The path of the laser is affected by user input and enemies present on the screen. Here is a video, at 5:00 minutes the laser in question is shown : Raiden II (PS) - 1 Loop Clear - Part 2


Here is a test using Inkscape, ship is at bottom, the first 4 enemies are targeted by the plasma. There seems to be a sort of pattern. I moved the ship first, then the handle from it to form a 45° angle, then while trying to fit the curve I found a pattern of parallel handles and continued so until I reached the last enemy. enter image description here

Update, 5/26/2012 : I started an XNA project using beziers, there is still some work needed, will update the question next week. Stay tuned !

enter image description here

Update : 5/30/2012 : It really seems that they are using Bézier curves, I think I will be able to replicate/imitate a plasma of such grade. There are two new topics I discovered since last time : Arc length, Runge's phenomenon, first one should help in having a linear movement possible over a Bézier curve, second should help in optimizing the number of vertices. Next time I will put a video so you can see the progress 8-)

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    \$\begingroup\$ Well, it's a spline of some kind. Possibly Bézier Curve. I'm not sure if this question is answerable by anyone other than the original developers. If you're trying to re-create this effect you should show us what you have and tell us what about it isn't working. \$\endgroup\$
    – House
    Commented May 21, 2012 at 22:22
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    \$\begingroup\$ No idea, but it's got a fine of amount of radical to it. \$\endgroup\$
    – Hackworth
    Commented May 21, 2012 at 22:26
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    \$\begingroup\$ Having played an unhealthy amount of Raiden, I have my doubts the toothpaste is any kind of closed form curve. It always seemed to keep a fair amount of memory. I suspect it's doing some kind of pathing with a mandatory turn radius. \$\endgroup\$
    – user744
    Commented May 21, 2012 at 22:27
  • \$\begingroup\$ @Byte56: Shmup devs/fans are dedicated, I would be surprised if this isn't documented / reverse engineered somewhere by now. \$\endgroup\$
    – user744
    Commented May 21, 2012 at 22:33
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    \$\begingroup\$ Looks like it places segments one at a time proceeding out from the ship, with a maximum bend, and each segment either turns towards enemies if any are nearby or in the direction of the ship's movement. \$\endgroup\$
    – Kevin Reid
    Commented May 21, 2012 at 22:36

1 Answer 1


I just created something that may help you. It was in response to help somebody on the GLBasic forums.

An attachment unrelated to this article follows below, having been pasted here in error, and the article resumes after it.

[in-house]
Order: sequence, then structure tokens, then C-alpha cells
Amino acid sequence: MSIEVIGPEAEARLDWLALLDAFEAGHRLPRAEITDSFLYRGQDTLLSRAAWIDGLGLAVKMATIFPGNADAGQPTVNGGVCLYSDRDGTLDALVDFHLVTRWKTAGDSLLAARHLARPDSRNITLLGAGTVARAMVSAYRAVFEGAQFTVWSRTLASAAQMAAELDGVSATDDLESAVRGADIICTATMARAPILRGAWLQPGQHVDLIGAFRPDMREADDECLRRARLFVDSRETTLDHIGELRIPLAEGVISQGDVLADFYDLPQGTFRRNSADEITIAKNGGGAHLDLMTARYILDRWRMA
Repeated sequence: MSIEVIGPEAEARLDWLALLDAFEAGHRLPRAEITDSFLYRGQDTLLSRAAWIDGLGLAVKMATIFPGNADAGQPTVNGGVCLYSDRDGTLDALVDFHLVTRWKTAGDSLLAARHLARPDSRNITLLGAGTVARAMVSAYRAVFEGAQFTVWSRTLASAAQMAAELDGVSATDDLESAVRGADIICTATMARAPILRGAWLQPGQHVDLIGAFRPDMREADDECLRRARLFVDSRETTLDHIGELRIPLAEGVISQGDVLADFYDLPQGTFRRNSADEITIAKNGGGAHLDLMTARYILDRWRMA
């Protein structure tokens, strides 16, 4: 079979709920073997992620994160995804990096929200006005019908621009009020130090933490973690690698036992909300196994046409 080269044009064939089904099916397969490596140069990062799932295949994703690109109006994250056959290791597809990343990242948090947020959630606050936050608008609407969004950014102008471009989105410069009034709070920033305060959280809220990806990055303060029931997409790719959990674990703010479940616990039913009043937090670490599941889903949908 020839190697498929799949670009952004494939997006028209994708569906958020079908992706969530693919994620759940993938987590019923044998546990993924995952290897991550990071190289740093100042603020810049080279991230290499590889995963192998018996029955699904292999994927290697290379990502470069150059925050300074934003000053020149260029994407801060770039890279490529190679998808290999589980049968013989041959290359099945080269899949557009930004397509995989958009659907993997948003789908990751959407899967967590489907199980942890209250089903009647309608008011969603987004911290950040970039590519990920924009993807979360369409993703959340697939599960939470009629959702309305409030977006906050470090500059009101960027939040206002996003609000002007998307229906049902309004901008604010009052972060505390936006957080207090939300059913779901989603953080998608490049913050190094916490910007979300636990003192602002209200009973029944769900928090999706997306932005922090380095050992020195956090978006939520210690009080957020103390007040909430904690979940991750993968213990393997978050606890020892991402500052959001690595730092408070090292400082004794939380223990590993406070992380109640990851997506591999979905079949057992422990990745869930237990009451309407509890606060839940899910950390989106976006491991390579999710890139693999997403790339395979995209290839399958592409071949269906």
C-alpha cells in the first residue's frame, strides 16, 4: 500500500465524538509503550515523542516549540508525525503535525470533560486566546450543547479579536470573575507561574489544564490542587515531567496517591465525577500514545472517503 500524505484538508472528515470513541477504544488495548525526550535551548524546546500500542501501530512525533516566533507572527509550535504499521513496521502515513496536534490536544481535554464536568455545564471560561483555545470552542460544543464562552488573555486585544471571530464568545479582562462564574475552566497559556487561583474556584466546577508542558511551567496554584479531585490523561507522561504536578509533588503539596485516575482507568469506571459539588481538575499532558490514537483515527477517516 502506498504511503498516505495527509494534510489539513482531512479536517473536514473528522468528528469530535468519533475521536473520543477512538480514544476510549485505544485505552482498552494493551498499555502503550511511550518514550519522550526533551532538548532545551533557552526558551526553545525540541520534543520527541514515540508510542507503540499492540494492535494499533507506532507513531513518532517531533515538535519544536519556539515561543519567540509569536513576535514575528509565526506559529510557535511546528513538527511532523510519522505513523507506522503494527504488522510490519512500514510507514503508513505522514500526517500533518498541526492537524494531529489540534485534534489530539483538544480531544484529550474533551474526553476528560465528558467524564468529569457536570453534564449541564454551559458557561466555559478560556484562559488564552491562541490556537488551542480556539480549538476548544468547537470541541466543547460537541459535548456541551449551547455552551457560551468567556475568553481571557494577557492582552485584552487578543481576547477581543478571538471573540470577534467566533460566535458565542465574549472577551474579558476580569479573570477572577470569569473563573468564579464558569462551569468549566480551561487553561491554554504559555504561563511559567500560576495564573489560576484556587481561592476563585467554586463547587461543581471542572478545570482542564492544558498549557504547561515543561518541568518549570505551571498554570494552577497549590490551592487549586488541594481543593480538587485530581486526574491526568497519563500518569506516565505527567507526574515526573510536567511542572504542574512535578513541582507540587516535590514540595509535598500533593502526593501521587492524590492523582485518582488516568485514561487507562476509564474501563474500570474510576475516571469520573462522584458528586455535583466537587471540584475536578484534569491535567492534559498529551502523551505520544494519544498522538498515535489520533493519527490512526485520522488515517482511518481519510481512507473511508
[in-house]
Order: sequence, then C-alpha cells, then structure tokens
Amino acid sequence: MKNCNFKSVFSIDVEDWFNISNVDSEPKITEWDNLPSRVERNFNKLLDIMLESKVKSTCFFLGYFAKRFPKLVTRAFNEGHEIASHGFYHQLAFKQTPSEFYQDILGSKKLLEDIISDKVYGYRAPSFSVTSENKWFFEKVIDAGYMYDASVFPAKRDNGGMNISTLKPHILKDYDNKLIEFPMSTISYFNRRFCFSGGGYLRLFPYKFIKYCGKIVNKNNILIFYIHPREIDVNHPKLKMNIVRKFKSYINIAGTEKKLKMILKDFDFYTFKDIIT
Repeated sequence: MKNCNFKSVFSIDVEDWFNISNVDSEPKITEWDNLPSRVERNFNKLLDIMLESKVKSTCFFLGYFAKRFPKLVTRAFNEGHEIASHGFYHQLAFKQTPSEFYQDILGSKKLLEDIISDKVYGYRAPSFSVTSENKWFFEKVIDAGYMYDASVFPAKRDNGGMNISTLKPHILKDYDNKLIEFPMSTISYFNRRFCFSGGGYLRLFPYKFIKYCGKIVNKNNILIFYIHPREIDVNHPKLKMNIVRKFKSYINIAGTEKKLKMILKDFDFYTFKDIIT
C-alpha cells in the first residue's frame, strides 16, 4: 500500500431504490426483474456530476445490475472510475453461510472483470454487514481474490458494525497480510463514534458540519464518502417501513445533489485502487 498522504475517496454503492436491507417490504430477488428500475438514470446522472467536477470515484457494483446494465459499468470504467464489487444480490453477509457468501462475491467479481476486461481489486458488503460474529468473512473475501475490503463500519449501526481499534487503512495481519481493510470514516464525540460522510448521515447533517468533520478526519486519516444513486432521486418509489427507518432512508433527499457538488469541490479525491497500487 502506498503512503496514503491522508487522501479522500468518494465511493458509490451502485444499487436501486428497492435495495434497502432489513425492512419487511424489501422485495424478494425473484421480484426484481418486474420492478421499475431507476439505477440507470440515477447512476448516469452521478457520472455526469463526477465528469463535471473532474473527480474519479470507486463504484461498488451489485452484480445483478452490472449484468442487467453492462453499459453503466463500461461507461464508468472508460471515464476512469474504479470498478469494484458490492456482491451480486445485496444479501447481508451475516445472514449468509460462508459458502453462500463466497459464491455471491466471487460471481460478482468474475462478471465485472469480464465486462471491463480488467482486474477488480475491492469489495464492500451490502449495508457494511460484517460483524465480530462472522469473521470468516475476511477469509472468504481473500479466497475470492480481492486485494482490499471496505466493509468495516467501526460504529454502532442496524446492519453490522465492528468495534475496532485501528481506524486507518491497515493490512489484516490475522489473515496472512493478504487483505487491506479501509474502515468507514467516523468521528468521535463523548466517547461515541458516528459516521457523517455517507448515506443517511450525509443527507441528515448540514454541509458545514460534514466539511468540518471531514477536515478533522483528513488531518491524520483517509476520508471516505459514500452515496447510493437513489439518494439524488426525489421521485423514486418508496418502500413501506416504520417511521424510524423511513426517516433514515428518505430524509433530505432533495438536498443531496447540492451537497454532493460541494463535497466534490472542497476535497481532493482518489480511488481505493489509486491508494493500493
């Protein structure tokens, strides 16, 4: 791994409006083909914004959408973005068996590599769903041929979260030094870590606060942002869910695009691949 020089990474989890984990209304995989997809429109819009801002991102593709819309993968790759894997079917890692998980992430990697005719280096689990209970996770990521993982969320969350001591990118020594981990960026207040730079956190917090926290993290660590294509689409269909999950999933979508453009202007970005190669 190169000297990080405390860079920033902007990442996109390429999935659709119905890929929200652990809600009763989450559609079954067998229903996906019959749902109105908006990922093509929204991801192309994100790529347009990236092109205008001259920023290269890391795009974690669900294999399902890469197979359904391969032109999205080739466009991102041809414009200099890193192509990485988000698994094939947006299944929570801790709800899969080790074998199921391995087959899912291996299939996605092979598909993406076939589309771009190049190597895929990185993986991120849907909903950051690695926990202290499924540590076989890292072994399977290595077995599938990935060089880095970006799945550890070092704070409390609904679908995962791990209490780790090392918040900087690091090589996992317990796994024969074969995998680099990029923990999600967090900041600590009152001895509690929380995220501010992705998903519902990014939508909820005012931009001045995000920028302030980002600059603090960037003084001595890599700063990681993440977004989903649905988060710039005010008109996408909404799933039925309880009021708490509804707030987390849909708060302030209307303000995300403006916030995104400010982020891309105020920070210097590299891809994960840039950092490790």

Here is the forum link with my suggestion: Random Textured Rolling Hills

This is written in GLBasic, but I tried to keep it easy to read, so it should be easily converted to any language.

To use it for your needs, you would need to generate your spline data / points. Replace the 'hill' points in my example with your spline points. You would only need to add an animation / flickering effect somehow. Maybe a random texture shift.

The real 'magic' happens in my 'AddPoint' function:

FUNCTION AddPoint: h AS THillPoint
    DIMPUSH self.points[], h

    // Is this the very first data point?
    IF LEN(self.points[]) = 1
        self.points[0].pu.Set(0, self.points[0].pm.y - self.texture_ht_up)
        self.points[0].pd.Set(0, self.points[0].pm.y + self.texture_ht_dn)

    ALIAS h0 AS self.points[-2]  // Reference to the 2nd last point
    ALIAS h1 AS self.points[-1]  // Reference to the last point
    LOCAL angle#
    LOCAL v1 AS TVector
    LOCAL v0 AS TVector

    // Calculate 'p2' of HillPoint - form rectangle with previous point
    angle = ATAN(h1.pm.y - h0.pm.y, h1.pm.x - h0.pm.x)  -90// Angle of the two points

    v1.x = COS(angle) * self.texture_ht_up + h1.pm.x
    v1.y = SIN(angle) * self.texture_ht_up + h1.pm.y
    v0.x = COS(angle) * self.texture_ht_up + h0.pm.x
    v0.y = SIN(angle) * self.texture_ht_up + h0.pm.y
    h0.pu = h0.pu.AverageWith(v0)

    v1.x = COS(angle) * -self.texture_ht_dn + h1.pm.x
    v1.y = SIN(angle) * -self.texture_ht_dn + h1.pm.y
    v0.x = COS(angle) * -self.texture_ht_dn + h0.pm.x
    v0.y = SIN(angle) * -self.texture_ht_dn + h0.pm.y
    h0.pd = h0.pd.AverageWith(v0)

This is where I calculate the final quads / polygons that plots the sprite along the line.

Here's the final results: enter image description here

And with the polygons' wireframe turned on: enter image description here

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    \$\begingroup\$ Great I will look at it. BTW, the link you gave is broken. \$\endgroup\$
    – aybe
    Commented May 23, 2012 at 23:27
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    \$\begingroup\$ The link doesn't appear to be broken for me... \$\endgroup\$ Commented May 24, 2012 at 5:10
  • \$\begingroup\$ I just checked Random Textured Rolling Hills link right now, it brings me a 404 error. \$\endgroup\$
    – aybe
    Commented May 24, 2012 at 16:50
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    \$\begingroup\$ Weird. It still works for me. But here's the underlying link: glbasic.com/forum/index.php?topic=8118 \$\endgroup\$ Commented May 24, 2012 at 19:11
  • \$\begingroup\$ Broken for me, I tried the home page, it shows 'It works !' and that's it ... weird. \$\endgroup\$
    – aybe
    Commented May 24, 2012 at 22:02

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